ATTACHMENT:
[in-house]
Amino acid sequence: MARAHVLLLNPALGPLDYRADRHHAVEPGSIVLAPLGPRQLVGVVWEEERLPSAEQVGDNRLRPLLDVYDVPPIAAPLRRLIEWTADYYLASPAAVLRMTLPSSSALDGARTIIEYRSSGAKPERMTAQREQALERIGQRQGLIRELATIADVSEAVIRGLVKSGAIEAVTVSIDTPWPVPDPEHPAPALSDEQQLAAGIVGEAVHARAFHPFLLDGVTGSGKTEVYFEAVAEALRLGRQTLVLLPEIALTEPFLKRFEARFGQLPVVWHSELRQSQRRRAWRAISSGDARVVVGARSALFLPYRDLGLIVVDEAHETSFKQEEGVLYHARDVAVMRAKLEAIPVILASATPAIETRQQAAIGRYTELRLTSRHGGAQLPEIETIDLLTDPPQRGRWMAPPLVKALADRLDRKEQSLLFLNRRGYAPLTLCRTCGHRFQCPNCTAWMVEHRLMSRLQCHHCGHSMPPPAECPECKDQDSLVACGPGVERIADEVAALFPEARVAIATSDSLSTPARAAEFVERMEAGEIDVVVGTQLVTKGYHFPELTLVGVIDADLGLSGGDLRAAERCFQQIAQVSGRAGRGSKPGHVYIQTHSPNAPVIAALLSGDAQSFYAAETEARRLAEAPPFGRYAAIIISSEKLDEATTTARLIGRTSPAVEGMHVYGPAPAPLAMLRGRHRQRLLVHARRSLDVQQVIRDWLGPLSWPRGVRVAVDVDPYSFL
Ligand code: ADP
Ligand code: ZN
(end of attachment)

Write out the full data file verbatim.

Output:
[in-house]
Amino acid sequence: MARAHVLLLNPALGPLDYRADRHHAVEPGSIVLAPLGPRQLVGVVWEEERLPSAEQVGDNRLRPLLDVYDVPPIAAPLRRLIEWTADYYLASPAAVLRMTLPSSSALDGARTIIEYRSSGAKPERMTAQREQALERIGQRQGLIRELATIADVSEAVIRGLVKSGAIEAVTVSIDTPWPVPDPEHPAPALSDEQQLAAGIVGEAVHARAFHPFLLDGVTGSGKTEVYFEAVAEALRLGRQTLVLLPEIALTEPFLKRFEARFGQLPVVWHSELRQSQRRRAWRAISSGDARVVVGARSALFLPYRDLGLIVVDEAHETSFKQEEGVLYHARDVAVMRAKLEAIPVILASATPAIETRQQAAIGRYTELRLTSRHGGAQLPEIETIDLLTDPPQRGRWMAPPLVKALADRLDRKEQSLLFLNRRGYAPLTLCRTCGHRFQCPNCTAWMVEHRLMSRLQCHHCGHSMPPPAECPECKDQDSLVACGPGVERIADEVAALFPEARVAIATSDSLSTPARAAEFVERMEAGEIDVVVGTQLVTKGYHFPELTLVGVIDADLGLSGGDLRAAERCFQQIAQVSGRAGRGSKPGHVYIQTHSPNAPVIAALLSGDAQSFYAAETEARRLAEAPPFGRYAAIIISSEKLDEATTTARLIGRTSPAVEGMHVYGPAPAPLAMLRGRHRQRLLVHARRSLDVQQVIRDWLGPLSWPRGVRVAVDVDPYSFL
Ligand code: ADP
Ligand code: ZN